Then there is the comments about constructive (illegal) evictions.  While statements like this flame the fires of hatred against landlords, such acts seldom occur and when they do there is adequate remedies for the tenant.  I own two duplexes that a guy walked away from his 1/3 down and eight years of payments after he spent a weekend in jail because he threw the tenants’ belongings out on the front yard and changed the locks.  Seems the tenant did not pay rent and when he went to find out why, he also found they broke the front picture window.  His first stop after getting out of jail was my office to see if I would buy them for the remaining mortgage.  Small owners take these things too personally…
 
Desmond’s book has brought the issue to the forefront. And this is good.  Its is our industry’s job to make sure this does not turn from what it is, the bringing a real problem to light, into yet another excuse to bash the rental housing industry.
 
The part of the discussion that would be helpful to the overall community is increased housing vouchers.  Universal food stamps for people in need was a good first step many years ago. Housing and utilities vouchers for those who need them the most would be a good next step.
 

Feb 22

Bill Lauer writes on the Apartment Association email discussion group:

I was having breakfast with a friend familiar with landlord issues and we were agreeing that in this business, our tenants are our customers, low vacancy rates are cyclical, and things always change.
 
“The enemy of my customer is my enemy”.  The issues that conflict with my customer buying more product are issues that I need to be concerned about.
 
In the rental housing industry the issues that cause my tenant to not pay rent, are my issues too. We are joined at the hip.  To think otherwise is foolish.
 

I have thought about this often from a political perspective.

Why are the Democrats typically the political polar opposite to providers of lower cost housing and the Republicans often more supportive of our issues?  Every proposal that increases costs or decreases competition in that market adversely impacts the lower income residents, a constituency the the Dems purport to be theirs.  If you think about it the Dems should be the allies of rental housing.

A decade or so ago I hired former Governor Schreiber to  represent the Association at the statehouse.  More than a few people thought I lost my mind.  But it was a good choice as he understood the dynamics of the market and could explain to other Democrats how our bill was good for  the lower income families. We succeeded with a major piece of legislation at a time that even Green Bay Packer stadium financing was at a stalemate.


Tim Ballering
Mar 23

I extracted the data from the 28,835 Milwaukee County eviction cases between 1/1/13 and 2/28/15.

Landlords who went to court  lost $22,677,299.01 in these 26 months.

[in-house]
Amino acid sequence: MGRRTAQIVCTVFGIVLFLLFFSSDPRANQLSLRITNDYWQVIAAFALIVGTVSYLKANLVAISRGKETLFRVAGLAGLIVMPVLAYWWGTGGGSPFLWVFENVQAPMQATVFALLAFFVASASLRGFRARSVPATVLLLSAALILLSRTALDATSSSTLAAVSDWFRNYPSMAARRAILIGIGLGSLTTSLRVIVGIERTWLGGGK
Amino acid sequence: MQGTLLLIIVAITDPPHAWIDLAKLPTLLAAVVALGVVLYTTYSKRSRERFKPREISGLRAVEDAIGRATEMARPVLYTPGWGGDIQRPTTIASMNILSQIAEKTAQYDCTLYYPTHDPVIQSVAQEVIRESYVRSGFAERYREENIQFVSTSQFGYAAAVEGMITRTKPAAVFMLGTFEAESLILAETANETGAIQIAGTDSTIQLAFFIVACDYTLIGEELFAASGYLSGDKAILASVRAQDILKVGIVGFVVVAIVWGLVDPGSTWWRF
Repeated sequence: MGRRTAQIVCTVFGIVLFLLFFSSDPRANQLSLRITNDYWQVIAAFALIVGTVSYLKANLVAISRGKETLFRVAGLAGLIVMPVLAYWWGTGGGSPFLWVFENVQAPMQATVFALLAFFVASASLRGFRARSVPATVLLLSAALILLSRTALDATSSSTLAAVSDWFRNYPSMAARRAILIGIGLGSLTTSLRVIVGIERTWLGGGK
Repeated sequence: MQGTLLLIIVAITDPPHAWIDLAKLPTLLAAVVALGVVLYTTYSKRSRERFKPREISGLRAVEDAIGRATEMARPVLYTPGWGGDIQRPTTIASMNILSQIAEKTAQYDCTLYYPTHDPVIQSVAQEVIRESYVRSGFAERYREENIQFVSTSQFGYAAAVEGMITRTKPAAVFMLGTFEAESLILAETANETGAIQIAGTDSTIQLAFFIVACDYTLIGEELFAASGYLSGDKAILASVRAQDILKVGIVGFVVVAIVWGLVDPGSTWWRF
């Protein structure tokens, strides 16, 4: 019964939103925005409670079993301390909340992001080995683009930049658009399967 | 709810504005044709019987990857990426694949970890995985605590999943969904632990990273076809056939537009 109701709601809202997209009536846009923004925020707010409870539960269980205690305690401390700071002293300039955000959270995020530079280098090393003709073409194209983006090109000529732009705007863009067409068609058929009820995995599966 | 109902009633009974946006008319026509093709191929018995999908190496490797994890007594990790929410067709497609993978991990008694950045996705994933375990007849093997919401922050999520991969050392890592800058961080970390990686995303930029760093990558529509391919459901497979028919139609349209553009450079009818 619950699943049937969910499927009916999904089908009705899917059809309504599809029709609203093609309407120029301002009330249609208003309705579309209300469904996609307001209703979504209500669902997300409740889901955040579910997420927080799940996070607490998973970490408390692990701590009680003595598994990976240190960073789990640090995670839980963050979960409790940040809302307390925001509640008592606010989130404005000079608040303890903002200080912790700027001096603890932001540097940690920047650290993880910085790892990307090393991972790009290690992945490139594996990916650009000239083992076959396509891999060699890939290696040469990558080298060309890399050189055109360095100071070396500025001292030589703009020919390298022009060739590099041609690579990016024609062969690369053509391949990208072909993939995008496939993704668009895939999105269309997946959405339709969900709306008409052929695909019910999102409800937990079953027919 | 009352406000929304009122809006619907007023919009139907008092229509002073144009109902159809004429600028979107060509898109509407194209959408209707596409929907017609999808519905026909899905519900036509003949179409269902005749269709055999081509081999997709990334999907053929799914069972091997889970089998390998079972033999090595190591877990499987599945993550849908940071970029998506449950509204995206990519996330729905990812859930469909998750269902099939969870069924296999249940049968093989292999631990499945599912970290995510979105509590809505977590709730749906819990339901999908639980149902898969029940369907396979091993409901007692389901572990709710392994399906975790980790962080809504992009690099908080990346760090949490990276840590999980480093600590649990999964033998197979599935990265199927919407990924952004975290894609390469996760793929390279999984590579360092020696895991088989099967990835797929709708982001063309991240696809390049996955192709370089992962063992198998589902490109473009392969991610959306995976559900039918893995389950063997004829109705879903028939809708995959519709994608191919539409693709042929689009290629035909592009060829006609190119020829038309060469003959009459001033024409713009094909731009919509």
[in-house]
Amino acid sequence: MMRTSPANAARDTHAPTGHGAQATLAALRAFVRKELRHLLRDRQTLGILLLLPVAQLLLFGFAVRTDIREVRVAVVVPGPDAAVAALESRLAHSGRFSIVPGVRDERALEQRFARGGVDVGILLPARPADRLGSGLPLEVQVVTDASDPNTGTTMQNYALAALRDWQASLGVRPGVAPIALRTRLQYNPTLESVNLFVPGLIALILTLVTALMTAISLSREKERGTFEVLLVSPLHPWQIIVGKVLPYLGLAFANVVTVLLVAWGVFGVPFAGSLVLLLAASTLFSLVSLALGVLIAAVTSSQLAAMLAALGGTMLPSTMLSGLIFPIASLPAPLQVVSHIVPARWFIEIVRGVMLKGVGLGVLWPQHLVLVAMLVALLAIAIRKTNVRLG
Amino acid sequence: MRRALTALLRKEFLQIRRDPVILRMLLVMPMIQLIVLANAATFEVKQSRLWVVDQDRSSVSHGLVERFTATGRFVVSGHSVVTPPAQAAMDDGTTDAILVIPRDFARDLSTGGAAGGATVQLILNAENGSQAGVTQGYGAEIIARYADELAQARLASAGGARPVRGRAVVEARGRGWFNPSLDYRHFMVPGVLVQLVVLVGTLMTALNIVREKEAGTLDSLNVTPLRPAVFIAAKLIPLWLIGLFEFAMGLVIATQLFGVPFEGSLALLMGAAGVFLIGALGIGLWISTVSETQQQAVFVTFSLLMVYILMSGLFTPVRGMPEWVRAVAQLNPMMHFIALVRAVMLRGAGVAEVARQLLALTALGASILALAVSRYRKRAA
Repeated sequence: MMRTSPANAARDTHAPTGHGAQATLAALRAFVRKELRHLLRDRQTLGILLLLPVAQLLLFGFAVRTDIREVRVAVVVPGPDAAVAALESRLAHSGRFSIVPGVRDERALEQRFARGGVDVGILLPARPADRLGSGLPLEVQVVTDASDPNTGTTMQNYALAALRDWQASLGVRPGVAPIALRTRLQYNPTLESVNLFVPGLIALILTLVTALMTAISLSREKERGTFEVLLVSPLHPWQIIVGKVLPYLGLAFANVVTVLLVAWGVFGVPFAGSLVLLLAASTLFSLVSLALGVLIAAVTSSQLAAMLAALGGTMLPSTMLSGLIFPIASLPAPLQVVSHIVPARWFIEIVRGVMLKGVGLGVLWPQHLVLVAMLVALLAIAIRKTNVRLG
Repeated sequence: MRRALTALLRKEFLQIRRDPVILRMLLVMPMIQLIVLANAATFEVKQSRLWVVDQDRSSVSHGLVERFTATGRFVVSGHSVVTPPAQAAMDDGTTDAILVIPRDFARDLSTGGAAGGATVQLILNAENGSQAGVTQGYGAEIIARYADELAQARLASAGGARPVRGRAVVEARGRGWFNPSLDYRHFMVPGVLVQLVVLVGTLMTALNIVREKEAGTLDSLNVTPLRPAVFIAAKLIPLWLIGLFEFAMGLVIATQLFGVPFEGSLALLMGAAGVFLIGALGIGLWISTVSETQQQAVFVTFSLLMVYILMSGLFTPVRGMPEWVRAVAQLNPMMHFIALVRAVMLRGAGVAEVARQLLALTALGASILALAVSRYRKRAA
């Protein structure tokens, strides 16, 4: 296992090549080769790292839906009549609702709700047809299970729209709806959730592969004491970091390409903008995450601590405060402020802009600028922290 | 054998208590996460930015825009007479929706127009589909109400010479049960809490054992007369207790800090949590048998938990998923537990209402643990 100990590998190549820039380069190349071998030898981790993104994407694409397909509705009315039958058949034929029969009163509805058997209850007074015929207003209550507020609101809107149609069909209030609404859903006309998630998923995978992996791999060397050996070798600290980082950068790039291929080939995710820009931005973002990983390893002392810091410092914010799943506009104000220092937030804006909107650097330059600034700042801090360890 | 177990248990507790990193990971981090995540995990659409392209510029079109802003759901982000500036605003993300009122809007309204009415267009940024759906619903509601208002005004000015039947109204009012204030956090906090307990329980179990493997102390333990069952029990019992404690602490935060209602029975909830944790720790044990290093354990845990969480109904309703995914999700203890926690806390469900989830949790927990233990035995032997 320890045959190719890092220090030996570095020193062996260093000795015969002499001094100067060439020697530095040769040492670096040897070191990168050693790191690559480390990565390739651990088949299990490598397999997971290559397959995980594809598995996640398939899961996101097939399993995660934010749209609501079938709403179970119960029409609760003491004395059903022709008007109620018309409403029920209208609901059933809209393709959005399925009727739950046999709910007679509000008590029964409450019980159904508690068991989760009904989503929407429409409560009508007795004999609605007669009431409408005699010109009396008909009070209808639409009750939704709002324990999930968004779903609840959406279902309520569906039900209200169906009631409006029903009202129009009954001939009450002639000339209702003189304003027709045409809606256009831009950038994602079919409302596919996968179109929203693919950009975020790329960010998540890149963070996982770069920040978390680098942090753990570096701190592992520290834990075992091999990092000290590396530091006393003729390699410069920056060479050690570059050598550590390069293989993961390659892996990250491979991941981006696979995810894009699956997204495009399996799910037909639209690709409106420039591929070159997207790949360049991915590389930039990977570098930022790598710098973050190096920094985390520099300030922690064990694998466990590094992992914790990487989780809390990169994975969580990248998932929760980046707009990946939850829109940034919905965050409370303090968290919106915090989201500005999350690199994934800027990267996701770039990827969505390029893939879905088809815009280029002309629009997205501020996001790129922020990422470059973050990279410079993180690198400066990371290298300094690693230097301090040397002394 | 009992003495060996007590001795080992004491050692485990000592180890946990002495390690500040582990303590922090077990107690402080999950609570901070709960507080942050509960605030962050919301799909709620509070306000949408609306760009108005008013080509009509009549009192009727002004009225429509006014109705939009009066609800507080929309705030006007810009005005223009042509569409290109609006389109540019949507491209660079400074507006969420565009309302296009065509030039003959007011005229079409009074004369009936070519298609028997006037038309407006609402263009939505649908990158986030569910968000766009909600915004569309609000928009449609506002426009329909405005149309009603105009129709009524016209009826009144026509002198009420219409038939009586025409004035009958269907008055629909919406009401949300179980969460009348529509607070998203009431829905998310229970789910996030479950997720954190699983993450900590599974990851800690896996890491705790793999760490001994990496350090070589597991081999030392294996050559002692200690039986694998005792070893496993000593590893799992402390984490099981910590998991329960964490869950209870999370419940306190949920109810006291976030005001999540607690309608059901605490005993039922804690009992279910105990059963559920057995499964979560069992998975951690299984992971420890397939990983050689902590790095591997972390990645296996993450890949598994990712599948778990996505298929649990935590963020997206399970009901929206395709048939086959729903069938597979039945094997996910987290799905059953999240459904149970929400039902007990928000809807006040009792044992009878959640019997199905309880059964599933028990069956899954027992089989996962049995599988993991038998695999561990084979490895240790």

Remember this was only Milwaukee County And only a small fraction of cases end up in court or are pursued to a money judgment.  Most owners I’ve spoken to tell me that less than a quarter of their non paying tenants end up in eviction court. 

Some sad facts:  

  • Only half the cases resulted in a money judgment against the tenant (14,424 of the 28,835)
  • 12066 were dismissed either by the court or on stip
  • Largest judgment  $243,255.95 (commercial)
  • Largest residential eviction judgment:  $24,348.00
  • Smallest judgment $1.30
  • 4,020 judgments under $200
  • 6,846  judgments over a grand ($1,000-243,255)
  • 4,194 judgments over two grand  ($2,000-243,255)
  • 2,106 Judgments over three grand ($3,000-243,255)
  • 1,068  Judgments over four grand  ($4,000-243,255)
Jan 26

 

This past week, taking advantage of the moderate weather, we began our annual exterior survey of our properties a bit earlier than normal. We walk around the exteriors of all the properties to set a prioritized project list for spring/summer 2015.

The neighborhoods we operate in are the near Southside, from just north of National to Cleveland, 1st to 36th.

While the primary focus is reviewing our properties, we also get a good sense of what is happening generally in the neighborhoods.

If this was a rock band I would have called this the “Fresh Mud and New Green Board Tour” It was absolutely surprising how many properties have been bulldozed and how many more properties are boarded and abandoned since doing the fall review in Sept/Oct of last year.

Anyone who tells you the real estate market on the near Southside has or is rebounding from the 2008 housing bubble hasn’t been out much. 😉 I wrote about what I was seeing in the past  and again here.  It is much worse now.

Many of the new board ups are nice looking properties. However as they accumulate city “reinspection fees” and fines they get to the point they cannot be sold and languish until they are stripped of all value, foreclosed upon by the city for taxes and ultimately razed.